DoD conference policy in-line with OMB guidance, GAO says

Thursday - 1/23/2014, 2:41pm EST

The Defense Department's policy on conference spending is consistent with requirements established by the Office of Management and Budget. That's the finding of a new report from the Government Accountablity Office.

In a May 11, 2012, memorandum, then acting OMB Director Jeffrey Zients issued guidance directing federal agencies to cut travel spending by 30 percent and prohibit more than $500,000 be spent on conferences.

The guidance allowed agency heads to approve spending in excess of $500,000 "if he or she determines that exceptional circumstances exist whereby spending in excess of $500,000 on a single conference is the most cost-effective option to achieve a compelling purpose."

In addition, the guidance established a deputy-director level review of agency- sponsored conference with budgets of more than $100,000.

OMB also directed agencies to publicly report each January the previous year's conference spending.

"These are all common sense steps that will save taxpayer dollars by eliminating waste and improving government operations — all while maintaining the core government functions that the American people count on," Zients wrote in a blog post at the time.

DoD issued its own conference guidance in September 2012, introducing a tiered approval process for all conference spending.

"OMB requires that waivers approving conferences with costs in excess of $500,000 be signed by the head of an agency, while DOD's policy delegates this authority to 23 senior leaders throughout the department," the GAO report said. "DOD's policy is more expansive as it requires senior-level review and pre-approval of all conference-related costs, compared to OMB's requirement for senior-level review of conferences only when the estimated costs exceed $100,000."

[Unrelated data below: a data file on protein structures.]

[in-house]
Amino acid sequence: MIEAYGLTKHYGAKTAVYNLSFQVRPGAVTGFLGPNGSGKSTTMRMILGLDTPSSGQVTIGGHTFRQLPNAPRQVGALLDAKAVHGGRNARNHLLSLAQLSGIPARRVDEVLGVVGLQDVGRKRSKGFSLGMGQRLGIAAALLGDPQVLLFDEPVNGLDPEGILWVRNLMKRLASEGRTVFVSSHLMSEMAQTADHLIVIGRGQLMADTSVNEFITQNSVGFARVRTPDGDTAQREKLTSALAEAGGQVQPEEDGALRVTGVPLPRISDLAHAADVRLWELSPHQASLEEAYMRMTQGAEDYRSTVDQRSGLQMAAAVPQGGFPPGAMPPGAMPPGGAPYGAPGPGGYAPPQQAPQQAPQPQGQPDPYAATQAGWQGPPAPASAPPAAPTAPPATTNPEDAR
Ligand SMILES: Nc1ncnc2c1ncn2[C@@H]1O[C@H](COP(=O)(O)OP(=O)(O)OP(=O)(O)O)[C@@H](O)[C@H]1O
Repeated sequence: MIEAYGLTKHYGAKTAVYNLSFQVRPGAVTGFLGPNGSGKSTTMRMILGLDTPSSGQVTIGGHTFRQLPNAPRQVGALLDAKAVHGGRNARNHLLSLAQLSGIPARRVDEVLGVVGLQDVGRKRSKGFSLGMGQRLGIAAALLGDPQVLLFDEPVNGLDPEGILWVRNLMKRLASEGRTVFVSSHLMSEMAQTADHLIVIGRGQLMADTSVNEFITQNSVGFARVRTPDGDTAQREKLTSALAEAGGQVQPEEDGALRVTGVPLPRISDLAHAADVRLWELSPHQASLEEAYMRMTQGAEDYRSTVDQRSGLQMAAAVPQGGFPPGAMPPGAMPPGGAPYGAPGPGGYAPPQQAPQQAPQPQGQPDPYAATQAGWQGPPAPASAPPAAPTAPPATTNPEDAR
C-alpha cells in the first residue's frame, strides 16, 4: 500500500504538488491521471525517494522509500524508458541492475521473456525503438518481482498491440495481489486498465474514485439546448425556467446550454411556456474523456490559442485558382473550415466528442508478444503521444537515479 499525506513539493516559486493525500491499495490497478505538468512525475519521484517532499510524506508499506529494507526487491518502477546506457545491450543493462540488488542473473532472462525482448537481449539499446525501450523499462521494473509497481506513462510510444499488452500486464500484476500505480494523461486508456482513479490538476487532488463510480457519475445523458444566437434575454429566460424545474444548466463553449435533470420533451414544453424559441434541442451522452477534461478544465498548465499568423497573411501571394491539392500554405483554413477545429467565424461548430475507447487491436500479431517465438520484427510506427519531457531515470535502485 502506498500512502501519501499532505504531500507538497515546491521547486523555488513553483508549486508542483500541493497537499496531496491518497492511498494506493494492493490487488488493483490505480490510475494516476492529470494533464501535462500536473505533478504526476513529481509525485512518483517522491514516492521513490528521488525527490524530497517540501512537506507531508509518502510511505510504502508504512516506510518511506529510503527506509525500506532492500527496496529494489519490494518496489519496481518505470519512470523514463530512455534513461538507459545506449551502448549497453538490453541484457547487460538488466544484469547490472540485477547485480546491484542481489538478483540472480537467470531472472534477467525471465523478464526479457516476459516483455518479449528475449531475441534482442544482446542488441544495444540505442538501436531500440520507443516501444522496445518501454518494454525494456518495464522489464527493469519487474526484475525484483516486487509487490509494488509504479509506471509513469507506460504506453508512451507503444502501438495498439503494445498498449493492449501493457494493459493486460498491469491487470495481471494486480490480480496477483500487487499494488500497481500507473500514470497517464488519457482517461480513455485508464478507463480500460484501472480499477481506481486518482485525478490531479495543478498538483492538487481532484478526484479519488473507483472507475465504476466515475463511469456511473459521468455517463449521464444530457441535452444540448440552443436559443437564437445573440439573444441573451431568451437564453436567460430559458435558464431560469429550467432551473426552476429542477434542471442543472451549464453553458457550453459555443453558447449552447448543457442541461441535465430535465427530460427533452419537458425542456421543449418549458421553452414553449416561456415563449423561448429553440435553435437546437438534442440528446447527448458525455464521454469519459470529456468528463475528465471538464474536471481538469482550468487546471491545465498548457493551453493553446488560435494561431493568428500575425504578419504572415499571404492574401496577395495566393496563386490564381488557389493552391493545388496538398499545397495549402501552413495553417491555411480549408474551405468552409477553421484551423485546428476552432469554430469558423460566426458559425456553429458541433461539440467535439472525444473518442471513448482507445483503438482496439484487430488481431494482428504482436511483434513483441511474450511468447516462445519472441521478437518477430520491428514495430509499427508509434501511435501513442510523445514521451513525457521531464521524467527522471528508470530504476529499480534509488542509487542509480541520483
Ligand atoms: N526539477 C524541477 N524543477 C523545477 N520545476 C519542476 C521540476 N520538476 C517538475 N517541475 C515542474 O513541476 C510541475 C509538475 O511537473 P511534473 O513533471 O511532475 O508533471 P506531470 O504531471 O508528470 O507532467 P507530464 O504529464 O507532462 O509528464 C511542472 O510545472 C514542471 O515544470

The report added that DoD's policy meets OMB's requirement for publicly posting conference spending data. DoD went even a step further by requiring quarterly reports on conference costs.

In most of the 363 conference requests that GAO reviewed, it documented key elements that were consistent with DoD policy and component-level guidance. Some officials within DoD, however, expressed concerns, especially when it comes to the lengthy approval process.

"The officials explained that requests to attend conferences have to pass through multiple offices and individuals, sometimes taking several months to be approved," the report said. "In particular, officials raised questions about the efficiency of reviews for requests to attend conferences that incurred no cost or a low cost (under $20,000) to DOD, which at the time of GAO's review went through the same process as higher-cost conferences."

GAO reviewed 405 requests to attend non-DoD hosted conferences, 94 percent of those were for conferences that incurred no cost or were a low cost to DoD.

In November 2013, DoD updated its conference policy that approval was no longer needed for conferences that were no cost to the department.

The National Defense Authorization Act for Fiscal Year 2013 mandated that GAO review DoD's oversight of conference spending. GAO did not issue any recommendations for DoD with its report.

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